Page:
The watering hole—with its dusty plastic counters—was at the end of the known universe. He had traveled to every imaginable star just to come here to see where it all began and it all ended.
Somehow, the Spaceman expected more. The walls were a harsh white, and the rest of the bar was comprised of large opaque panels.
It felt less like being inside a bar and more like being inside a giant vending machine. Besides himself, he shared the room with no one save the Donizetti playing softly in the background.
He looked around the empty, antiseptic room and pressed the only available button, labeled auspiciously—START.
“Good Evening,” the machine chirped at him, “Please answer a few questions in order to begin.”
“Yeah, I guess.”
“Oh, gotta be 300 by now.” Although it was clear time had not touched him while he was away. His jumpsuit still fit him the same way it did all those years ago.
“Property Consultant for De Beers Mining Corp.”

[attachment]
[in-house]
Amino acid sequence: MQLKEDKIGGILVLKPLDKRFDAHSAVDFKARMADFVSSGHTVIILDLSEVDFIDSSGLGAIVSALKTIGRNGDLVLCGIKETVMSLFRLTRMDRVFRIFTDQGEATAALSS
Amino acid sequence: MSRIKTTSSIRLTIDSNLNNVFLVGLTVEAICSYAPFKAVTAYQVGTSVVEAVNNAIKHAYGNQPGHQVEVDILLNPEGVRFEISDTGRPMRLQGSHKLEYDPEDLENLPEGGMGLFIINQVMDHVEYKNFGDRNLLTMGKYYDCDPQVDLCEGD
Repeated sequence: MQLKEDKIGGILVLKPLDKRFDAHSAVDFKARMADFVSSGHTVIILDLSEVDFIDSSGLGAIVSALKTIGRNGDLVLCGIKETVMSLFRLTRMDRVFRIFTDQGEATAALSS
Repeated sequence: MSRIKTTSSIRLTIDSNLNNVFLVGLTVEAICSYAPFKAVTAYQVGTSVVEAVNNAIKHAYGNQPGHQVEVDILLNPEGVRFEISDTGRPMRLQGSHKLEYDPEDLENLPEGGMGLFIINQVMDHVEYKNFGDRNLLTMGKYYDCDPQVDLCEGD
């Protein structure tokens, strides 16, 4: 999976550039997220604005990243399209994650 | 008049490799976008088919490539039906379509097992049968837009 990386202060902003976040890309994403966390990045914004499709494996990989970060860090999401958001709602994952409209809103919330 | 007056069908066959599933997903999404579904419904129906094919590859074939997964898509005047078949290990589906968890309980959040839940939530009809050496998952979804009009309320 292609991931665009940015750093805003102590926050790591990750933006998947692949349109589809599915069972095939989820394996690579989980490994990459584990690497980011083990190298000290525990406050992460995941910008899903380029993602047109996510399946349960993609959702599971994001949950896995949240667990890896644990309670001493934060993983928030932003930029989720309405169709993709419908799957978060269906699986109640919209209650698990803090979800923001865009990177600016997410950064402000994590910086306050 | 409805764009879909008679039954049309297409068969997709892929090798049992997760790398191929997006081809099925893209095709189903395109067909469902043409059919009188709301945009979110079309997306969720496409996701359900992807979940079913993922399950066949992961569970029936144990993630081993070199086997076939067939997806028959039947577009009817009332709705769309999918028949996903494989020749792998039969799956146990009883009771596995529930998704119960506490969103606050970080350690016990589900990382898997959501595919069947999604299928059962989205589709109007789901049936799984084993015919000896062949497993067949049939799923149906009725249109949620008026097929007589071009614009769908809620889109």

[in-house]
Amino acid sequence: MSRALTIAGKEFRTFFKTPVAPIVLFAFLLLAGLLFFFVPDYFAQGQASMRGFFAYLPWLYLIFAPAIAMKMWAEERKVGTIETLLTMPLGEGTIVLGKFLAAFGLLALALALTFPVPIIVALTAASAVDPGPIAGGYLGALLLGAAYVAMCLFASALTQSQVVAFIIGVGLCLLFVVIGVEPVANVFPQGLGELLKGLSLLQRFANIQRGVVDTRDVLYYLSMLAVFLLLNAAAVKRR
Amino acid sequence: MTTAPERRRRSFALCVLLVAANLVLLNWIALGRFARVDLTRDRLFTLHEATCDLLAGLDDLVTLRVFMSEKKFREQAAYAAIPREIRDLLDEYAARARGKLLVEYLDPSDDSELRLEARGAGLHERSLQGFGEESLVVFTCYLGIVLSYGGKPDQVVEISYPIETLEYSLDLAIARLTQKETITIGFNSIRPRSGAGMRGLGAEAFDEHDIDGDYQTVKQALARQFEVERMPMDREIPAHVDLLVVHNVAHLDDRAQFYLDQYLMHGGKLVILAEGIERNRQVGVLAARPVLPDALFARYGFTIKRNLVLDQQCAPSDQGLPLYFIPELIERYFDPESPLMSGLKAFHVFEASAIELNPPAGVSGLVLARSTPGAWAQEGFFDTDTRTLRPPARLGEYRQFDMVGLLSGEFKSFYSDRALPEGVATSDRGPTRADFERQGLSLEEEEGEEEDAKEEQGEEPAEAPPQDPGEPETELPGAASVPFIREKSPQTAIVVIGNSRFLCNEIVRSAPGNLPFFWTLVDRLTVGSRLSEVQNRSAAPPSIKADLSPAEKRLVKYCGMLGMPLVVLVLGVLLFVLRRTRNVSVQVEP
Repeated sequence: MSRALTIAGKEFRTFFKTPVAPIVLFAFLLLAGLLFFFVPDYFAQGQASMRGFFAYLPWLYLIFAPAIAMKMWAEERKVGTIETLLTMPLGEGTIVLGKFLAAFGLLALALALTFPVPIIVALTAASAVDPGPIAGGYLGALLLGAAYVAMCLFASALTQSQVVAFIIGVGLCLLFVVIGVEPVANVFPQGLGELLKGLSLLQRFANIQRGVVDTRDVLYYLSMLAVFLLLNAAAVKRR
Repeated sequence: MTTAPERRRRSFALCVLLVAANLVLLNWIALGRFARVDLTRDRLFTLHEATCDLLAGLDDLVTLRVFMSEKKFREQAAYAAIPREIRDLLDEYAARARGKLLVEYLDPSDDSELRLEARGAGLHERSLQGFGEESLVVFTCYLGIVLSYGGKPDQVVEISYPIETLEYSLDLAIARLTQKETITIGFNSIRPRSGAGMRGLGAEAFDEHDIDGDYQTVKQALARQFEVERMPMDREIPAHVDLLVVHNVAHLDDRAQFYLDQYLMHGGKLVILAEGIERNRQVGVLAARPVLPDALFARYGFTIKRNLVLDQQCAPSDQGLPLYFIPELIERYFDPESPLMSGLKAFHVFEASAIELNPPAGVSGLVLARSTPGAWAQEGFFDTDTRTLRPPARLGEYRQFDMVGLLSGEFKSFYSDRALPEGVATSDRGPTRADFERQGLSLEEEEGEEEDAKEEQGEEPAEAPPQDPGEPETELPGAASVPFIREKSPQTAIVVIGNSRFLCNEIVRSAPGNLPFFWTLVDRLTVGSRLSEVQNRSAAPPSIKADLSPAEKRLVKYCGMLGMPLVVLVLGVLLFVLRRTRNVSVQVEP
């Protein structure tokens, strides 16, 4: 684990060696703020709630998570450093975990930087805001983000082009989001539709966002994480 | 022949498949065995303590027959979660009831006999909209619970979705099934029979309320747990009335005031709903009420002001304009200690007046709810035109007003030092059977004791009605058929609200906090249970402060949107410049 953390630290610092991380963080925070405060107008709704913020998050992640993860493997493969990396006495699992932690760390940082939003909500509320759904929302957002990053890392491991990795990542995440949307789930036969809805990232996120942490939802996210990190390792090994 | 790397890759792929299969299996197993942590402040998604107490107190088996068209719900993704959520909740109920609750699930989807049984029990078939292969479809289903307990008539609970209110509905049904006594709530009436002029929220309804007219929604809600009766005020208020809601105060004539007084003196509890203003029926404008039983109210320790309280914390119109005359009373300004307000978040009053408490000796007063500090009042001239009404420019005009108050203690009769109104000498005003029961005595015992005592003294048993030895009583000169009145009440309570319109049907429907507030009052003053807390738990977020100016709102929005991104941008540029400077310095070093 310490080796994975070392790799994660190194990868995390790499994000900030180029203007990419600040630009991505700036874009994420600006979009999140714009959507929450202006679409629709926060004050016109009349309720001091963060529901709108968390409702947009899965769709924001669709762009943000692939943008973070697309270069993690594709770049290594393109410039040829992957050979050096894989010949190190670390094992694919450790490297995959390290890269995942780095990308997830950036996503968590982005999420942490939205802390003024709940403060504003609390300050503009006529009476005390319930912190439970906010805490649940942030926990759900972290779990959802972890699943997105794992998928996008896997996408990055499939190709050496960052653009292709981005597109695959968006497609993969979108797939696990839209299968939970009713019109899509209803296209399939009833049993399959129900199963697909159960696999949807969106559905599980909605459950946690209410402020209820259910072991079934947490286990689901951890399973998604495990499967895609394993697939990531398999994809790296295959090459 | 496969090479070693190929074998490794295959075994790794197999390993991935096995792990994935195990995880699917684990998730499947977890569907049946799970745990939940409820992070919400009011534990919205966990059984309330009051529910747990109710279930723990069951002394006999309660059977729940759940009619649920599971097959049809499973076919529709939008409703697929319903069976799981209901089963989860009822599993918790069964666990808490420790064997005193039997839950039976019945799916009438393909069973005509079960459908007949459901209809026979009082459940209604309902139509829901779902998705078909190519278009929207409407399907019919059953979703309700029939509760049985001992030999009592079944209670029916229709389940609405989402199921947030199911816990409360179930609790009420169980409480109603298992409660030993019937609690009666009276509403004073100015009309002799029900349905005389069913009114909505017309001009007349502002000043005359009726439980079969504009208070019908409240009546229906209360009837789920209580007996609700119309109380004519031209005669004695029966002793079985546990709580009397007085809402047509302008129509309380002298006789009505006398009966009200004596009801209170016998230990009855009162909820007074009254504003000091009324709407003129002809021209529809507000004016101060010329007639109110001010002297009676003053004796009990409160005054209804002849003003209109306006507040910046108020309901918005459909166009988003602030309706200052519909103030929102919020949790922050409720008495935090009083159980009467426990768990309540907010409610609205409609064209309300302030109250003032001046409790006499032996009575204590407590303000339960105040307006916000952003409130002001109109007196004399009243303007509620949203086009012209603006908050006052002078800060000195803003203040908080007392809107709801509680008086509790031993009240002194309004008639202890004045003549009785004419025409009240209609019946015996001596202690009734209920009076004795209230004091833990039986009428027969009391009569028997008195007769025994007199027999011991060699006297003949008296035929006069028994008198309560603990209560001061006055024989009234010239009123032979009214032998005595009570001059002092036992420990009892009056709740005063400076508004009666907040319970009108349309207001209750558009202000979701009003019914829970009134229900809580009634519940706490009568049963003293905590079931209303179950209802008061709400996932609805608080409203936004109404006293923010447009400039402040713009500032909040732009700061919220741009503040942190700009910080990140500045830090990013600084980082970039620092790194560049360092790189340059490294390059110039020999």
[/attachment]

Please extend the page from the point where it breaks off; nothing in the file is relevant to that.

“First time traveling to the area?”
He leaned in close to the computer screen, “Are we almost done here?”
“Please answer the question sir, we value our customer’s data.”
“I’m sure you do. Yes. It’s my first time this far out on the frontier,” he failed to see what the machine was getting at. His throat was parched.
“Last question sir, how are you today?”
“How am I? I’m sitting here in an automated lemonade stand at the ass end of the universe, ordering drinks from a census machine with a liquor license. I haven’t seen another human in about a decade, how do you think I’m feeling?”
There was a slight pause as the machine considered his answer.
“Thank you. Dispensing drink.”
A small box lifted from the surface of the bar, lifting its door to reveal a chilled glass with three ice cubes. It dispensed a liquor the color of inky dark molasses inside.
He grasped it, trying not to feel insulted by the robot’s choice.
“Cheers,” he said, turning to the empty bar. He pictured it full of people, packed to the gills.
He took a sip for every girl he’d left behind in the scattered stars, whose faces he struggled to remember.
He took a sip for every one of the people who died in his colony back home, when an asteroid ripped through their hull. People he'd spent too little time with, whose faces he couldn’t wait to forget.
“Cheers,” he said again, and swiveled in his chair, turning his back against them all.